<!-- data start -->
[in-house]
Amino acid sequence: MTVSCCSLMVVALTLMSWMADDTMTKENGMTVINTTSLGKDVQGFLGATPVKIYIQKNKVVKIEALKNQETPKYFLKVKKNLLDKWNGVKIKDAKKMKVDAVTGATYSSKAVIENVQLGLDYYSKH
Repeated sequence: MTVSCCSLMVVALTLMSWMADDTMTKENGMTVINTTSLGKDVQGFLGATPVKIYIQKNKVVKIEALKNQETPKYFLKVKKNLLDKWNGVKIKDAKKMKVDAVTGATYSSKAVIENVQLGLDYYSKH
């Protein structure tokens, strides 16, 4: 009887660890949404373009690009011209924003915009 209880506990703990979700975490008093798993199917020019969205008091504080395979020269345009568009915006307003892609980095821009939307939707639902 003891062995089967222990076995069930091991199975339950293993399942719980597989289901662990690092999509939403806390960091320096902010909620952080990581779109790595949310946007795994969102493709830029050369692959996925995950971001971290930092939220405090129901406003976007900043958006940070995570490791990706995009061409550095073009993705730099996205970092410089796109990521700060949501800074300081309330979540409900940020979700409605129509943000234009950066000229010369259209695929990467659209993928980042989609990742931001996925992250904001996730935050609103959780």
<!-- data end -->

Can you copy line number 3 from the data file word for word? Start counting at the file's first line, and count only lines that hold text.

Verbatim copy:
Repeated sequence: MTVSCCSLMVVALTLMSWMADDTMTKENGMTVINTTSLGKDVQGFLGATPVKIYIQKNKVVKIEALKNQETPKYFLKVKKNLLDKWNGVKIKDAKKMKVDAVTGATYSSKAVIENVQLGLDYYSKH